BRUCE A. JOHNSON has been a broadcasting professional for over 35 years. He has worked in Russia, Africa, Europe, Mexico and all across the USA.  Projects he has photographed, edited and/or composed music for have been awarded many Wisconsin Broadcasters, Milwaukee Press Club and both regional and national Emmy Awards. He is a 30-year resident of the East Side of Madison, and is married with two daughters.

JAMES PHETTEPLACE is the Director of IT for FFRF. Prior to joining in January 2018, James was the Director of IT for Willy Street Co-op for more than a decade, and served as a Project Manager for major expansion efforts. He was also an information specialist, programmer and consultant for Community Care Systems, Inc. from 1995 to 2003. James is also a Qualified Administrator of the IDI (Intercultural Developmental Inventory), and is dedicated to promoting inclusion, diversity and equity in the workplace. James is a poet and musician and has performed in the Madison area for over 20 years.

Executive Board of Directors

View DAN BARKER's profile above. 

MIKE CERMAK (Director) lives in rural Pennsylvania with his family and owns several small businesses. He first joined FFRF while in college, after having read “Losing Faith in Faith,” and is passionate about state-church separation. Mike is a private pilot, electric car owner and “evangelist,” and enjoys technology of all kinds.

View ANNIE LAURIE GAYLOR's profile above. 

STEPHEN HIRTLE (Chair) is a professor in the School of Computing and Information at the University of Pittsburgh. He is a member of the Pittsburgh Freethought Community, blogger with the Steel City Skeptics, faculty liaison for the Secular Alliance at Pitt and hosted a CFI Institute on “Secularism on Campus.” He has been a guest on Freethought Radio and has assisted FFRF in fighting a nativity display at the Ellwood City Municipal Building, a Ten Commandments monument outside Valley High School in New Kensington, and the Year of the Bible resolution passed by the Pennsylvania House.

TODD PEISSIG (Director) grew up in central Wisconsin and still lives there today. He attended the University of Wisconsin Pharmacy School, graduating with a B.S. in Pharmacy in 1989. He has worked as a retail community pharmacist with the Kmart Corporation for 27 years and is currently the pharmacy manager overseeing 5 technicians. Traveling extensively both domestically and worldwide is a great passion of his, as is fighting the battle of religious overreach in our country. He also is an activist fighting for LGBT rights. Todd volunteers a full day for FFRF every six-eight weeks, as well as at FFRF conventions.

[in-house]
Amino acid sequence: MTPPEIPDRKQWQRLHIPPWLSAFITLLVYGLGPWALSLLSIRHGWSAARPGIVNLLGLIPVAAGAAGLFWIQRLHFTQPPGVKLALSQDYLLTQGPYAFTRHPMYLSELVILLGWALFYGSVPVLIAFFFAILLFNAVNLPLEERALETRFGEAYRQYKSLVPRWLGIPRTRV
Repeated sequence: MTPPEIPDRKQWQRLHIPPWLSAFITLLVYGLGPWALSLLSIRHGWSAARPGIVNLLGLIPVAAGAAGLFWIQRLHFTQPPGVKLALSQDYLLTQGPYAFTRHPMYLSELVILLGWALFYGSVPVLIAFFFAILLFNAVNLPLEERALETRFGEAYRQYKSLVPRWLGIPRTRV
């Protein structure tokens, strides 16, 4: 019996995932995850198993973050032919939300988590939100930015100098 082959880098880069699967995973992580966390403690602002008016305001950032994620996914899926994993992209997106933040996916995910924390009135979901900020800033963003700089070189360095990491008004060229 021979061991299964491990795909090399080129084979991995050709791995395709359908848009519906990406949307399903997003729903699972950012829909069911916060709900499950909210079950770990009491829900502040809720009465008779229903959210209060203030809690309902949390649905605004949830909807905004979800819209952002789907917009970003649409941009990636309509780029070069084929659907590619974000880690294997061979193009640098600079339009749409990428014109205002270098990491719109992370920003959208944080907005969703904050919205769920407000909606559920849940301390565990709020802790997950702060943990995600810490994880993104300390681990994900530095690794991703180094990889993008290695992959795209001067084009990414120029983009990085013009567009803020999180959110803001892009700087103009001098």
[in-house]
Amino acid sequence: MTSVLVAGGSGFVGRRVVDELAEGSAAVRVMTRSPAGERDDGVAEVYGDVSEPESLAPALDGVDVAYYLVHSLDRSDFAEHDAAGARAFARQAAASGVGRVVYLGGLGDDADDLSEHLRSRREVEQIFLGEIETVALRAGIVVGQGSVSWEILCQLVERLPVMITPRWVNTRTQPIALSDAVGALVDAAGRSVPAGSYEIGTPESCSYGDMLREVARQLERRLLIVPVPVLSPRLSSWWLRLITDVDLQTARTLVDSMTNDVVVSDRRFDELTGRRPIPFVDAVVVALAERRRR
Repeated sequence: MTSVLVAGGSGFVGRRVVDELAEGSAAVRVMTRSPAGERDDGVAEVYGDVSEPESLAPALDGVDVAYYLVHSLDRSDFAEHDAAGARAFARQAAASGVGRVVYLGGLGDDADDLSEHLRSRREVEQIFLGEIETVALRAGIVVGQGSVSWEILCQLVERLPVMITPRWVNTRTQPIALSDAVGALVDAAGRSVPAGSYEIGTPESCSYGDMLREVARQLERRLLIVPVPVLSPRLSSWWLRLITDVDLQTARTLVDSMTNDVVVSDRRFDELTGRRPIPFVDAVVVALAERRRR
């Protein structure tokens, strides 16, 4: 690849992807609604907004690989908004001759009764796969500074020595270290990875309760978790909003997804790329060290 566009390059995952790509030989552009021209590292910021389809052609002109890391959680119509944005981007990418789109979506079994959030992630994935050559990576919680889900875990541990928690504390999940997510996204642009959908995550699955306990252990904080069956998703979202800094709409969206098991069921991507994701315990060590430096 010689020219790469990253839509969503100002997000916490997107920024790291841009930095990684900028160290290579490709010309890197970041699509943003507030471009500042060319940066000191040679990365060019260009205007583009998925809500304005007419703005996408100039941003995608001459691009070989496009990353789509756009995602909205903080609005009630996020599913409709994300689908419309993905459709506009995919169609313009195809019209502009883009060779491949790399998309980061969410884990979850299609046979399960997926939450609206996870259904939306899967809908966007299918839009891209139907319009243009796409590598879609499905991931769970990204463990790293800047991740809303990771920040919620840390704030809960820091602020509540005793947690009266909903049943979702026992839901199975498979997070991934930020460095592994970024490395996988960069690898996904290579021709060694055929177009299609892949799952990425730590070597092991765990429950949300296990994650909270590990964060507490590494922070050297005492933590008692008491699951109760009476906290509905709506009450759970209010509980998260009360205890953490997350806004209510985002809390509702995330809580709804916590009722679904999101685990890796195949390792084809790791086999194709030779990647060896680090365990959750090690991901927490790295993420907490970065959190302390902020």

STEVE SALEMSON (Treasurer) took early retirement in 2005 after nearly two decades in scholarly publishing, first as business manager of the Duke University Press and then as associate director of the University of Wisconsin Press. In previous lives, he worked as a classical musician and as a French translator and interpreter. He has an M.A. in Liberal Studies from Duke University and a B.A. in Comparative Linguistics from Queens College in New York, as well as degrees in French horn and music pedagogy from the Ecole Normale de Musique de Paris. He enjoys biking, downhill skiing, doing crossword puzzles and being a grandfather. In addition to being on the board of the FFRF, he sits on the boards of the Midwest Folk Dance Association and the National Mustard Museum, and so is involved with both nonprofits and non-prophets.

JIM ZERWICK (Director) attended the University of Wisconsin-Madison, joined the Navy in 1968, studied Russian at the Defense Language Institute, and served as a communications tech in the Mediterranean area until late 1971. After discharge, he and a buddy toured Southeast Asia, Australia and New Zealand. He earned a Master’s in Library Science at UW-Madison, worked for several years at the Michigan State University Science Library, and became the engineering librarian at the University of Virginia. There he became hooked on flying ultralight aircraft. Returning to Wisconsin, he spent the following 29 years working as a property manager and assisting his parents as they approached the end of their lives. His mother, Rose Zerwick, who died as a “happy heathen” at 95 in 2013, was a second-generation atheist. Among Jim’s claims to fame is being part of the backup chorus singing Dan Barker’s “The Stay Away Pope Polka” for FFRF. He has been on the Board, initially as treasurer and now as a director at large, for 10 years. He is married to a retired high school teacher who has two grown children and a granddaughter. His three siblings and their spouses “all share a healthy skepticism of religion.”

STEFANIE MORITZ (Secretary) retired from a career in public libraries in 2003.  She holds a B.A. in Fine Arts and a M.A.L.S. in Library Science.  A former resident of Illinois and Arizona, she and her husband now reside in downtown Madison, Wis. where they enjoy the best farmer's market in the country, close proximity to UW-Madison campus activities, and a plethora of restaurants and arts events.  In addition to her volunteer work with FFRF she is the Land Inquiries Specialist for the Wisconsin office of The Nature Conservancy, and serves as an English tutor to recent refugees through a Madison-based organization, Open Doors for Refugees.  Her "conversion" to freethinker after many years as a lapsed Catholic has been liberating and she is proud to be associated with FFRF's battle to maintain separation of church and state.

CHERYL KOLBE (Director) retired from Portland Community College in 2004 as Student Systems Support Manager where she was responsible for implementing the software for Enrollment Services. She is passionate about the mission of FFRF and in 2013 she started a local chapter in Portland, Oregon and continues as chapter President.  She is a volunteer naturalist for Nature Conservancy and takes advantage of frequent opportunities to usher for performances in Portland. In her free time, she is an avid hiker, cross-country skier, and kayaker. Her two daughters and two granddaughters are a constant source of pleasure.